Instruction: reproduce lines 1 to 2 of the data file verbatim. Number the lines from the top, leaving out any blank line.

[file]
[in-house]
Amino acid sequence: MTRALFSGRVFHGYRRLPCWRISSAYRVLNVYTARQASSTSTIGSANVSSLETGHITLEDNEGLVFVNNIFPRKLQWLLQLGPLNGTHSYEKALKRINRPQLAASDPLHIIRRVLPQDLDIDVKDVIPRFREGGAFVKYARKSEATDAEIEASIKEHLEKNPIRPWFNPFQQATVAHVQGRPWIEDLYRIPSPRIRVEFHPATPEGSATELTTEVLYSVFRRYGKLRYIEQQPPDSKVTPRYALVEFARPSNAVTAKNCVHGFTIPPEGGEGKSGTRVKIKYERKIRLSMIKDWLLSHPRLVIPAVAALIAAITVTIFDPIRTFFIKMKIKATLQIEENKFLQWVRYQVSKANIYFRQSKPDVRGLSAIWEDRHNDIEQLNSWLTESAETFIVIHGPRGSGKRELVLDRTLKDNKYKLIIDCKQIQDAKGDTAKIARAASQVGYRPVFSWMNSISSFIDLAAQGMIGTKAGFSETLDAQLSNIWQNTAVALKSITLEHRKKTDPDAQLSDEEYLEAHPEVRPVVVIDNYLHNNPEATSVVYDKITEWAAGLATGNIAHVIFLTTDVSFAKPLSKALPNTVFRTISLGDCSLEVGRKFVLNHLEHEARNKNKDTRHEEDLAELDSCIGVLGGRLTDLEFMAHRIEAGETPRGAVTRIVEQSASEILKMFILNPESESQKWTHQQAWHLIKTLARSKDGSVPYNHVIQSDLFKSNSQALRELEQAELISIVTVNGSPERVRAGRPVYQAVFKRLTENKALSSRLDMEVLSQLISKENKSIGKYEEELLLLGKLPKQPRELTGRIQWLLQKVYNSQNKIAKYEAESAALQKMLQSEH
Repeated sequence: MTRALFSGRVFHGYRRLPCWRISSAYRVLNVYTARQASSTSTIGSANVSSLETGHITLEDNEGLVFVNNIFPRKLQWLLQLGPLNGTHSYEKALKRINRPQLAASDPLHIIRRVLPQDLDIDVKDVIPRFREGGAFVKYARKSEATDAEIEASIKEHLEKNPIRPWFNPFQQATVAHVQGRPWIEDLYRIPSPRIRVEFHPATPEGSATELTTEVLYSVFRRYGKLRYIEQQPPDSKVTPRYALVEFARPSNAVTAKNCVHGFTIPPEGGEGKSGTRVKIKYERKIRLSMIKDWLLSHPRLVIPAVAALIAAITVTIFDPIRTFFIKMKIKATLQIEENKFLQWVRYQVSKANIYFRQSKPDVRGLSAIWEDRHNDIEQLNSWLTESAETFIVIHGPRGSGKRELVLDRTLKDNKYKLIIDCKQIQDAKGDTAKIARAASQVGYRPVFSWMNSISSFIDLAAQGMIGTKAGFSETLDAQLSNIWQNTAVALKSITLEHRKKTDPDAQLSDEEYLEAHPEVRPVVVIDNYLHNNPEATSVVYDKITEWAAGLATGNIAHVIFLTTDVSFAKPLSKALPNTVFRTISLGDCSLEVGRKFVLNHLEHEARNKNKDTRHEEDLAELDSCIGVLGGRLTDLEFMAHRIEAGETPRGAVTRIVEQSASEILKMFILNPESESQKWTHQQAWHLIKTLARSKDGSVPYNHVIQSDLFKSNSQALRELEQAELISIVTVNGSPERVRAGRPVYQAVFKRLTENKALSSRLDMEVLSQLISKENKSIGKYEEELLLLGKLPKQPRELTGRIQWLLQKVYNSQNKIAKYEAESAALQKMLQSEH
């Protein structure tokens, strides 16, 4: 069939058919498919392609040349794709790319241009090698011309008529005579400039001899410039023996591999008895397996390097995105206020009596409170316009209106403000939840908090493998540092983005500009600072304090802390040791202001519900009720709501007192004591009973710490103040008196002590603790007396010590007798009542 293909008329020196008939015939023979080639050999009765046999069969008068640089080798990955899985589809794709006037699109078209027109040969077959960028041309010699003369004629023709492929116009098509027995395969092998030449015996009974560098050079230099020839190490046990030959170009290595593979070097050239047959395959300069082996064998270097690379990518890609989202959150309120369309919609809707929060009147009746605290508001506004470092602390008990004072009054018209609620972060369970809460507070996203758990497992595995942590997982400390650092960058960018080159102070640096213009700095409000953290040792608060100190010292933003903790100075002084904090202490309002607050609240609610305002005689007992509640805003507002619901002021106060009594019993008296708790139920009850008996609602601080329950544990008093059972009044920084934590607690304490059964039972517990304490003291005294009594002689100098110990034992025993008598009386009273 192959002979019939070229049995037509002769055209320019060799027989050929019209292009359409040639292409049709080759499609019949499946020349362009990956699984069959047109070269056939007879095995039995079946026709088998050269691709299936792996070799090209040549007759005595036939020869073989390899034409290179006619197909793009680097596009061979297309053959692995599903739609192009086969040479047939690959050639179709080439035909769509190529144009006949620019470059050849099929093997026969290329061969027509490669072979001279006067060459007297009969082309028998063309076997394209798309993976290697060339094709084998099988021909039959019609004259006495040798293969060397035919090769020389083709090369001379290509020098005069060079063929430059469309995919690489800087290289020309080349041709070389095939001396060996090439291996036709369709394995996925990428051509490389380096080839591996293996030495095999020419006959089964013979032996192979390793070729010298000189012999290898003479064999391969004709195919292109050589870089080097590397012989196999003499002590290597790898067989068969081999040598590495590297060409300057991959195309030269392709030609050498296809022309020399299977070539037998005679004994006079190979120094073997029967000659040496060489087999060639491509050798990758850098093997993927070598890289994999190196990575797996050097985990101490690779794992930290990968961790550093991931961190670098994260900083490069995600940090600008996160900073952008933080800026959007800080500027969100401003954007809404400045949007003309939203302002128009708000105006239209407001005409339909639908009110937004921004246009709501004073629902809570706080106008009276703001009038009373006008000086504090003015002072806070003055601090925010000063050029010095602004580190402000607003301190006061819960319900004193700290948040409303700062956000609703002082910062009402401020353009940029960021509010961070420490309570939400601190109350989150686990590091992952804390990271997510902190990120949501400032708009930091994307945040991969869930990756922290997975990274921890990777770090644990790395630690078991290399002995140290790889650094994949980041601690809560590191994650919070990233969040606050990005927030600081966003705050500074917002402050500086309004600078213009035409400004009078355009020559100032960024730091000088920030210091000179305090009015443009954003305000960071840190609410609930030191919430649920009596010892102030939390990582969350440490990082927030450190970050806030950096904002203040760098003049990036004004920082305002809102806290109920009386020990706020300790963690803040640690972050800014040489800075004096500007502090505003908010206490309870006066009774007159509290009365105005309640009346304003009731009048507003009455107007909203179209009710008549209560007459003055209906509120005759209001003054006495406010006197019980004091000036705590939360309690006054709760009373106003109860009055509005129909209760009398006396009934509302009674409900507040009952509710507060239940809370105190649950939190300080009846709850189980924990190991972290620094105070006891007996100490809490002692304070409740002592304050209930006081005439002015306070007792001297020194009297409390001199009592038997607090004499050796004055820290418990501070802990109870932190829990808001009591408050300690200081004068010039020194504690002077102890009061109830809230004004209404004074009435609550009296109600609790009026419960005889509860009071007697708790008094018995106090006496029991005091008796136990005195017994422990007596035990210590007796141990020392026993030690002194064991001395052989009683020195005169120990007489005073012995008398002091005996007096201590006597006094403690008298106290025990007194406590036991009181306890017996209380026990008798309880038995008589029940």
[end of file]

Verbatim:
[in-house]
Amino acid sequence: MTRALFSGRVFHGYRRLPCWRISSAYRVLNVYTARQASSTSTIGSANVSSLETGHITLEDNEGLVFVNNIFPRKLQWLLQLGPLNGTHSYEKALKRINRPQLAASDPLHIIRRVLPQDLDIDVKDVIPRFREGGAFVKYARKSEATDAEIEASIKEHLEKNPIRPWFNPFQQATVAHVQGRPWIEDLYRIPSPRIRVEFHPATPEGSATELTTEVLYSVFRRYGKLRYIEQQPPDSKVTPRYALVEFARPSNAVTAKNCVHGFTIPPEGGEGKSGTRVKIKYERKIRLSMIKDWLLSHPRLVIPAVAALIAAITVTIFDPIRTFFIKMKIKATLQIEENKFLQWVRYQVSKANIYFRQSKPDVRGLSAIWEDRHNDIEQLNSWLTESAETFIVIHGPRGSGKRELVLDRTLKDNKYKLIIDCKQIQDAKGDTAKIARAASQVGYRPVFSWMNSISSFIDLAAQGMIGTKAGFSETLDAQLSNIWQNTAVALKSITLEHRKKTDPDAQLSDEEYLEAHPEVRPVVVIDNYLHNNPEATSVVYDKITEWAAGLATGNIAHVIFLTTDVSFAKPLSKALPNTVFRTISLGDCSLEVGRKFVLNHLEHEARNKNKDTRHEEDLAELDSCIGVLGGRLTDLEFMAHRIEAGETPRGAVTRIVEQSASEILKMFILNPESESQKWTHQQAWHLIKTLARSKDGSVPYNHVIQSDLFKSNSQALRELEQAELISIVTVNGSPERVRAGRPVYQAVFKRLTENKALSSRLDMEVLSQLISKENKSIGKYEEELLLLGKLPKQPRELTGRIQWLLQKVYNSQNKIAKYEAESAALQKMLQSEH